7. Manifestations or seven acts and one folly

    Directory of Open Access Journals (Sweden)

    Frederico Guilherme Bandeira de Araújo

    2014-08-01

    Full Text Available The theme that inspired the writing of this article was the set of street manifestations that took place in Brazil in July 2013. The manifestations were initially articulated by the problems of urban mobility, but later will acquire immense complexity. The plurality of voices and crossings and the impossibility of a single language to give existence to the complexity of the manifestations is what constitutes the raw material of this text, which causes thinking about generalizations and constraints that are imposed by existing languages to talk space. The text was produced collectively or brokered by members of the Grupo de Pesquisa Modernidade e Cultura of the Instituto de Pesquisa e Planejamento Urbano e Regional, of the Universidade Federal do Rio de Janeiro and was presented as a performance in the panel discussion “In the borders of the major Geography: imagination, strangeness and performance, in the III Colóquio Internacional “A Educação pelas imagens e suas geografias”.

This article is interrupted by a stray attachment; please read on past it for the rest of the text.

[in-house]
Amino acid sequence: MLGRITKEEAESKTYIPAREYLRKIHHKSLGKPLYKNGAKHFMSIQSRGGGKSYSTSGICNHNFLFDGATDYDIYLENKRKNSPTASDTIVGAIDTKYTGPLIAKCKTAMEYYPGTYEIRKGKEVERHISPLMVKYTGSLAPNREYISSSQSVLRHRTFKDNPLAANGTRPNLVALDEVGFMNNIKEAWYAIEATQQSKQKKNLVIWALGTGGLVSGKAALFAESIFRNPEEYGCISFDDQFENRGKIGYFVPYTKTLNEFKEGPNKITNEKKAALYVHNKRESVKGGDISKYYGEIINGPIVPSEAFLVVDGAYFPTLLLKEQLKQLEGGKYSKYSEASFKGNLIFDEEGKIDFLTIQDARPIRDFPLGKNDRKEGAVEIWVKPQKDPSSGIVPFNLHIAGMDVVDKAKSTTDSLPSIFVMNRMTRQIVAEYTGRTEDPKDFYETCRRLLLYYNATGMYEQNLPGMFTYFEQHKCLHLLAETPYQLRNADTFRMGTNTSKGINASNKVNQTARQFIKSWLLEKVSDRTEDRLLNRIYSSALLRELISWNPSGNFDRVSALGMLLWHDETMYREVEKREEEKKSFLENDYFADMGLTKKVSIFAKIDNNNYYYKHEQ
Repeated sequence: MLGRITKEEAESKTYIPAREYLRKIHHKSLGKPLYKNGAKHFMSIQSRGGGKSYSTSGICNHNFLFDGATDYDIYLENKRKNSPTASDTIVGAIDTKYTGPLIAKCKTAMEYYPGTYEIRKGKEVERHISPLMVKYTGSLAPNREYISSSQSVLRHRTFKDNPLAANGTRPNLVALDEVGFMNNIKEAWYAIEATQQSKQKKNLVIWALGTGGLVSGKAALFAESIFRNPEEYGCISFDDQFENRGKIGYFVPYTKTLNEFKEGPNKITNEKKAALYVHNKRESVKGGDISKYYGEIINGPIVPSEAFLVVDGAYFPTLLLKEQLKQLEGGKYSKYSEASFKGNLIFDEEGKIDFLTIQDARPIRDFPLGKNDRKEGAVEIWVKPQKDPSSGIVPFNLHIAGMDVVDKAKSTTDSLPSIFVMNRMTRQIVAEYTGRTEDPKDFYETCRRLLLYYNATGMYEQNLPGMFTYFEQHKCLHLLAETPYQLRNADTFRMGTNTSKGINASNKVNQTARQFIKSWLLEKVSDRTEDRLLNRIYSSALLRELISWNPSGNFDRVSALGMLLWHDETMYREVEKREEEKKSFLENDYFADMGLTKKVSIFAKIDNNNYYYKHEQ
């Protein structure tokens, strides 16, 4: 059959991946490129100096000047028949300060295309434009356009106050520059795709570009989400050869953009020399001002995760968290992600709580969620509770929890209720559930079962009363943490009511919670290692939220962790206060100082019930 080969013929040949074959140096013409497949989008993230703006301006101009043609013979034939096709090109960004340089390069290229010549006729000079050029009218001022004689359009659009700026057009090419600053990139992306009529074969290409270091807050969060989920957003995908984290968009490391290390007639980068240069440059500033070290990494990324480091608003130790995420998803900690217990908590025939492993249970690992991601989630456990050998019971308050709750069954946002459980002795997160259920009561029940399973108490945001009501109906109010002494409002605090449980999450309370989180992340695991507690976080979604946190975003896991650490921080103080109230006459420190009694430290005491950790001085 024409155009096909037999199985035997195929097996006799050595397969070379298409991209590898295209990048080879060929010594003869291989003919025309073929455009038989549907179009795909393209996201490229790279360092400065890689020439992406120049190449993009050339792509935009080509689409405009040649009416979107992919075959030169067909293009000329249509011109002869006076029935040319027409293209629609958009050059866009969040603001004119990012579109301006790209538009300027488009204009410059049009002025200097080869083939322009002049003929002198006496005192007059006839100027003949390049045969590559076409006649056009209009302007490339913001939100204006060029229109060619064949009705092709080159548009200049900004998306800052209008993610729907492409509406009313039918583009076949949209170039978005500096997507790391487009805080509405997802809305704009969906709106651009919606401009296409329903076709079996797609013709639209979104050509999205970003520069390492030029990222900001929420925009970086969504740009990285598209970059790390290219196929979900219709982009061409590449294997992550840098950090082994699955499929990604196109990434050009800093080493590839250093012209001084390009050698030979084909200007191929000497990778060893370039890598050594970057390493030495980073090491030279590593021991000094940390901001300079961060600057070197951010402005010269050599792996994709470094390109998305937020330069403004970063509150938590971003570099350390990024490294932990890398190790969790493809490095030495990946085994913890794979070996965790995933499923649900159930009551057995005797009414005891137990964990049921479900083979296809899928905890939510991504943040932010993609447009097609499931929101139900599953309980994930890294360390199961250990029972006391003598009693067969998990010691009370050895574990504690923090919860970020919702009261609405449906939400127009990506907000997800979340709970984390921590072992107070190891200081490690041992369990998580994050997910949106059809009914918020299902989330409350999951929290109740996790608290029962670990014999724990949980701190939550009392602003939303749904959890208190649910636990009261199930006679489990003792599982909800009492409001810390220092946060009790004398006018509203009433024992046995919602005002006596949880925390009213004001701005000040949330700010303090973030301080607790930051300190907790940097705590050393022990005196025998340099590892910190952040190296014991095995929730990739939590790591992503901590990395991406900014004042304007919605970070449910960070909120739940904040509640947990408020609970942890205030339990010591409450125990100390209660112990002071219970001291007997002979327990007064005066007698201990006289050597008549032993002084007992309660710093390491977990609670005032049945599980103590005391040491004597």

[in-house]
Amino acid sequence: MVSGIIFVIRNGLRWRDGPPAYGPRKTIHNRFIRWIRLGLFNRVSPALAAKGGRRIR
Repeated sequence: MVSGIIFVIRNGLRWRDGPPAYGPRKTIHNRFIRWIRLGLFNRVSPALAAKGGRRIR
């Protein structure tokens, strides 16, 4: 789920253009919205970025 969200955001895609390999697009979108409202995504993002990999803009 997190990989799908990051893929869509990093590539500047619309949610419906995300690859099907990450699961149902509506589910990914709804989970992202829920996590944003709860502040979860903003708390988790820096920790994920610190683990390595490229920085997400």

8. Oral dirofilariasis

    Directory of Open Access Journals (Sweden)

    Mahija Janardhanan

    2014-01-01

    Full Text Available Filariasis affecting animals can rarely cause infections in human beings through the accidental bite of potential vectors. The resulting infection in man, known as zoonotic filariasis occur worldwide. Human dirofilariasis, the most common zoonotic filariasis, is caused by the filarial worm belonging to the genus Dirofilaria. Dirofilarial worms, which are recognized as pathogenic in man can cause nodular lesions in the lung, subcutaneous tissue, peritoneal cavity or eyes. Oral dirofilariasis is extremely rare and only a few cases have been documented. We report an interesting case of dirofilariasis due to Dirofilaria repens involving buccal mucosa in a patient who presented with a facial swelling. The clinical features, diagnostic issues and treatment aspects are discussed. This paper stresses the importance of considering dirofilariasis as differential diagnosis for subcutaneous swelling of the face, especially in areas where it is endemic.

  9. Oral sex, oral health and orogenital infections

    Directory of Open Access Journals (Sweden)

    Saini Rajiv

    2010-01-01